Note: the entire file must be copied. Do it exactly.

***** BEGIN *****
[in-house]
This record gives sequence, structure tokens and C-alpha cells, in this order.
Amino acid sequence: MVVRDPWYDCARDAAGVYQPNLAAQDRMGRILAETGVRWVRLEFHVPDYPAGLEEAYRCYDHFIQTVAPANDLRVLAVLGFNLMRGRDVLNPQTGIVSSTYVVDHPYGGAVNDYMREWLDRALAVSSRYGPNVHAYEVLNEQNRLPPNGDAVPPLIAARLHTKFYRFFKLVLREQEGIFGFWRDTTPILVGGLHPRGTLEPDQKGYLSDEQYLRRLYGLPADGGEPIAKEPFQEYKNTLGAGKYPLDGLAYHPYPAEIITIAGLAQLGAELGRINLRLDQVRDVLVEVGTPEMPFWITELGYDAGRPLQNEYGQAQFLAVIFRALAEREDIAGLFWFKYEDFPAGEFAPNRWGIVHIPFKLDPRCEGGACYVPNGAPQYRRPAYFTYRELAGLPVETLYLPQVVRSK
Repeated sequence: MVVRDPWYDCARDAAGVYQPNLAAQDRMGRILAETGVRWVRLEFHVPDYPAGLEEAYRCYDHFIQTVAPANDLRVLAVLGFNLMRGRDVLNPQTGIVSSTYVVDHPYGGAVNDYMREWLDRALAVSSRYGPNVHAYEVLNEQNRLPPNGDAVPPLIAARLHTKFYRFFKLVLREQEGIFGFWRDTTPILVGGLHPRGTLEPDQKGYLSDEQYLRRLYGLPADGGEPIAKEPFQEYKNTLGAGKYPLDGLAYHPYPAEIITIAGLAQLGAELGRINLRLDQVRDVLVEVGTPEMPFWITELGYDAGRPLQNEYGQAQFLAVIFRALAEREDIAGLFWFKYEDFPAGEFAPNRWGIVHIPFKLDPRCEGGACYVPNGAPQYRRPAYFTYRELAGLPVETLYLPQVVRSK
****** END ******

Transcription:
[in-house]
This record gives sequence, structure tokens and C-alpha cells, in this order.
Amino acid sequence: MVVRDPWYDCARDAAGVYQPNLAAQDRMGRILAETGVRWVRLEFHVPDYPAGLEEAYRCYDHFIQTVAPANDLRVLAVLGFNLMRGRDVLNPQTGIVSSTYVVDHPYGGAVNDYMREWLDRALAVSSRYGPNVHAYEVLNEQNRLPPNGDAVPPLIAARLHTKFYRFFKLVLREQEGIFGFWRDTTPILVGGLHPRGTLEPDQKGYLSDEQYLRRLYGLPADGGEPIAKEPFQEYKNTLGAGKYPLDGLAYHPYPAEIITIAGLAQLGAELGRINLRLDQVRDVLVEVGTPEMPFWITELGYDAGRPLQNEYGQAQFLAVIFRALAEREDIAGLFWFKYEDFPAGEFAPNRWGIVHIPFKLDPRCEGGACYVPNGAPQYRRPAYFTYRELAGLPVETLYLPQVVRSK
Repeated sequence: MVVRDPWYDCARDAAGVYQPNLAAQDRMGRILAETGVRWVRLEFHVPDYPAGLEEAYRCYDHFIQTVAPANDLRVLAVLGFNLMRGRDVLNPQTGIVSSTYVVDHPYGGAVNDYMREWLDRALAVSSRYGPNVHAYEVLNEQNRLPPNGDAVPPLIAARLHTKFYRFFKLVLREQEGIFGFWRDTTPILVGGLHPRGTLEPDQKGYLSDEQYLRRLYGLPADGGEPIAKEPFQEYKNTLGAGKYPLDGLAYHPYPAEIITIAGLAQLGAELGRINLRLDQVRDVLVEVGTPEMPFWITELGYDAGRPLQNEYGQAQFLAVIFRALAEREDIAGLFWFKYEDFPAGEFAPNRWGIVHIPFKLDPRCEGGACYVPNGAPQYRRPAYFTYRELAGLPVETLYLPQVVRSK